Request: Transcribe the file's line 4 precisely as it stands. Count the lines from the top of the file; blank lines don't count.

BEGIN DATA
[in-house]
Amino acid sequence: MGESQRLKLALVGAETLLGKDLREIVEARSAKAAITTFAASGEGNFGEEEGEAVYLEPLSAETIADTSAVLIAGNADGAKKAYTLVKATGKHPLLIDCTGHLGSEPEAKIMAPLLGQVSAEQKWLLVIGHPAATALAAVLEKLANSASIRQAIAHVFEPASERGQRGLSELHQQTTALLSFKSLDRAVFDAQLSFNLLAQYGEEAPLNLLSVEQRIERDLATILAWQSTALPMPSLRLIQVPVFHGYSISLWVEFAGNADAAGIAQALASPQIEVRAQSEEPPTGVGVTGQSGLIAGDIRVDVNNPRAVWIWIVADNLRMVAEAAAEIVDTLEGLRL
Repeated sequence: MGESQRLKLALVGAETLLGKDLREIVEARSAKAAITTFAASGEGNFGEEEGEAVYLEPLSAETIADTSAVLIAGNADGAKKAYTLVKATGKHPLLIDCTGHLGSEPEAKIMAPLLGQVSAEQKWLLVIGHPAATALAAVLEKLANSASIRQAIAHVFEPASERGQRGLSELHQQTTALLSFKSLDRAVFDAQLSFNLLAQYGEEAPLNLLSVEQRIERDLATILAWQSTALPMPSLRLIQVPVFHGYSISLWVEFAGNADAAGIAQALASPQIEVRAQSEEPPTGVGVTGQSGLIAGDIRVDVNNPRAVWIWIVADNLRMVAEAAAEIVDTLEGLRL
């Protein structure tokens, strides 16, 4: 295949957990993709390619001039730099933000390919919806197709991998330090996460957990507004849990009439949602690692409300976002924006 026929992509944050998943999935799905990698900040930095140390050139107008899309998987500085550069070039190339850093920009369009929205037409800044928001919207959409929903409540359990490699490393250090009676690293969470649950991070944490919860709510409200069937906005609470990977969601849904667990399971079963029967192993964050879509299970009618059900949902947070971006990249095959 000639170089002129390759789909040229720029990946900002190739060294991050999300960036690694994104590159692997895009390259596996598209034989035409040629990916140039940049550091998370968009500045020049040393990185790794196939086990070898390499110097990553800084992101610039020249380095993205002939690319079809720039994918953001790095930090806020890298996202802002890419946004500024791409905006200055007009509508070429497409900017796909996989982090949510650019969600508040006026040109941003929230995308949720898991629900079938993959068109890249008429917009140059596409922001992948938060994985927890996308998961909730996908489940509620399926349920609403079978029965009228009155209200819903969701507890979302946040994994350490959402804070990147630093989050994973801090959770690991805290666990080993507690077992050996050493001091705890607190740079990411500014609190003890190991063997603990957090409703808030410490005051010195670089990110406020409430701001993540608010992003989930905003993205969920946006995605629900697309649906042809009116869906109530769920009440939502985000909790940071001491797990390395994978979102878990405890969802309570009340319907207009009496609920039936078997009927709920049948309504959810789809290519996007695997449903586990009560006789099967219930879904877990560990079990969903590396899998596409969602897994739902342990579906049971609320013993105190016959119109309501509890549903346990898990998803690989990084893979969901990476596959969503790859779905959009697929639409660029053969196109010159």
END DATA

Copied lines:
């Protein structure tokens, strides 16, 4: 295949957990993709390619001039730099933000390919919806197709991998330090996460957990507004849990009439949602690692409300976002924006 026929992509944050998943999935799905990698900040930095140390050139107008899309998987500085550069070039190339850093920009369009929205037409800044928001919207959409929903409540359990490699490393250090009676690293969470649950991070944490919860709510409200069937906005609470990977969601849904667990399971079963029967192993964050879509299970009618059900949902947070971006990249095959 000639170089002129390759789909040229720029990946900002190739060294991050999300960036690694994104590159692997895009390259596996598209034989035409040629990916140039940049550091998370968009500045020049040393990185790794196939086990070898390499110097990553800084992101610039020249380095993205002939690319079809720039994918953001790095930090806020890298996202802002890419946004500024791409905006200055007009509508070429497409900017796909996989982090949510650019969600508040006026040109941003929230995308949720898991629900079938993959068109890249008429917009140059596409922001992948938060994985927890996308998961909730996908489940509620399926349920609403079978029965009228009155209200819903969701507890979302946040994994350490959402804070990147630093989050994973801090959770690991805290666990080993507690077992050996050493001091705890607190740079990411500014609190003890190991063997603990957090409703808030410490005051010195670089990110406020409430701001993540608010992003989930905003993205969920946006995605629900697309649906042809009116869906109530769920009440939502985000909790940071001491797990390395994978979102878990405890969802309570009340319907207009009496609920039936078997009927709920049948309504959810789809290519996007695997449903586990009560006789099967219930879904877990560990079990969903590396899998596409969602897994739902342990579906049971609320013993105190016959119109309501509890549903346990898990998803690989990084893979969901990476596959969503790859779905959009697929639409660029053969196109010159």